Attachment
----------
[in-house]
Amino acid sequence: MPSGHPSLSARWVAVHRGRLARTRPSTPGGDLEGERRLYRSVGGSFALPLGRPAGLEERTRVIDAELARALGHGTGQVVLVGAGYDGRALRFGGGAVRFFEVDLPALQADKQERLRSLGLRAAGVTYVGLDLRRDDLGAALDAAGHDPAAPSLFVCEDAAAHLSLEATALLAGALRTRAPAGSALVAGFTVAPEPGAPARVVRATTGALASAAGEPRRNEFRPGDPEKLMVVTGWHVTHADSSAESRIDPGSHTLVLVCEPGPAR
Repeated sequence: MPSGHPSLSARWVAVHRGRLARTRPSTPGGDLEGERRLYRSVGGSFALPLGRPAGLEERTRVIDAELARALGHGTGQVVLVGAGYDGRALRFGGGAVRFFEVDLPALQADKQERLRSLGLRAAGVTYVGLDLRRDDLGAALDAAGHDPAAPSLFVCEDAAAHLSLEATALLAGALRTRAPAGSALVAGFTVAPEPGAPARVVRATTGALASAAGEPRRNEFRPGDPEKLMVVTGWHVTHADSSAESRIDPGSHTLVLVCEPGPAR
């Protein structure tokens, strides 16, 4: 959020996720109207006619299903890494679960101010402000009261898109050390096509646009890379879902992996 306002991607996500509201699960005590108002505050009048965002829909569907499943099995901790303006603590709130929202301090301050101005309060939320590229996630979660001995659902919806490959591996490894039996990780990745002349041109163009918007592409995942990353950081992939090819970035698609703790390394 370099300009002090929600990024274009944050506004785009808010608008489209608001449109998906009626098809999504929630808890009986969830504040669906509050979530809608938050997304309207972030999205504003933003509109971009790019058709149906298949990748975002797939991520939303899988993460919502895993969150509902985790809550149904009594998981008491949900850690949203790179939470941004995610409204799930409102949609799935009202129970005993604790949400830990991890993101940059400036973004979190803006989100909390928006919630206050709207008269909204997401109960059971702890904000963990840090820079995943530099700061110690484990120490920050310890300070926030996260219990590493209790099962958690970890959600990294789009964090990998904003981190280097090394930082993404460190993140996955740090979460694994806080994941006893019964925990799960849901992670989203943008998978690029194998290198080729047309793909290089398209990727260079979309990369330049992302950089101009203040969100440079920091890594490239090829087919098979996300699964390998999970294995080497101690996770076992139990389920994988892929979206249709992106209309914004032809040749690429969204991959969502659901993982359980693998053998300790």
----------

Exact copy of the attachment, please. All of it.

[in-house]
Amino acid sequence: MPSGHPSLSARWVAVHRGRLARTRPSTPGGDLEGERRLYRSVGGSFALPLGRPAGLEERTRVIDAELARALGHGTGQVVLVGAGYDGRALRFGGGAVRFFEVDLPALQADKQERLRSLGLRAAGVTYVGLDLRRDDLGAALDAAGHDPAAPSLFVCEDAAAHLSLEATALLAGALRTRAPAGSALVAGFTVAPEPGAPARVVRATTGALASAAGEPRRNEFRPGDPEKLMVVTGWHVTHADSSAESRIDPGSHTLVLVCEPGPAR
Repeated sequence: MPSGHPSLSARWVAVHRGRLARTRPSTPGGDLEGERRLYRSVGGSFALPLGRPAGLEERTRVIDAELARALGHGTGQVVLVGAGYDGRALRFGGGAVRFFEVDLPALQADKQERLRSLGLRAAGVTYVGLDLRRDDLGAALDAAGHDPAAPSLFVCEDAAAHLSLEATALLAGALRTRAPAGSALVAGFTVAPEPGAPARVVRATTGALASAAGEPRRNEFRPGDPEKLMVVTGWHVTHADSSAESRIDPGSHTLVLVCEPGPAR
């Protein structure tokens, strides 16, 4: 959020996720109207006619299903890494679960101010402000009261898109050390096509646009890379879902992996 306002991607996500509201699960005590108002505050009048965002829909569907499943099995901790303006603590709130929202301090301050101005309060939320590229996630979660001995659902919806490959591996490894039996990780990745002349041109163009918007592409995942990353950081992939090819970035698609703790390394 370099300009002090929600990024274009944050506004785009808010608008489209608001449109998906009626098809999504929630808890009986969830504040669906509050979530809608938050997304309207972030999205504003933003509109971009790019058709149906298949990748975002797939991520939303899988993460919502895993969150509902985790809550149904009594998981008491949900850690949203790179939470941004995610409204799930409102949609799935009202129970005993604790949400830990991890993101940059400036973004979190803006989100909390928006919630206050709207008269909204997401109960059971702890904000963990840090820079995943530099700061110690484990120490920050310890300070926030996260219990590493209790099962958690970890959600990294789009964090990998904003981190280097090394930082993404460190993140996955740090979460694994806080994941006893019964925990799960849901992670989203943008998978690029194998290198080729047309793909290089398209990727260079979309990369330049992302950089101009203040969100440079920091890594490239090829087919098979996300699964390998999970294995080497101690996770076992139990389920994988892929979206249709992106209309914004032809040749690429969204991959969502659901993982359980693998053998300790």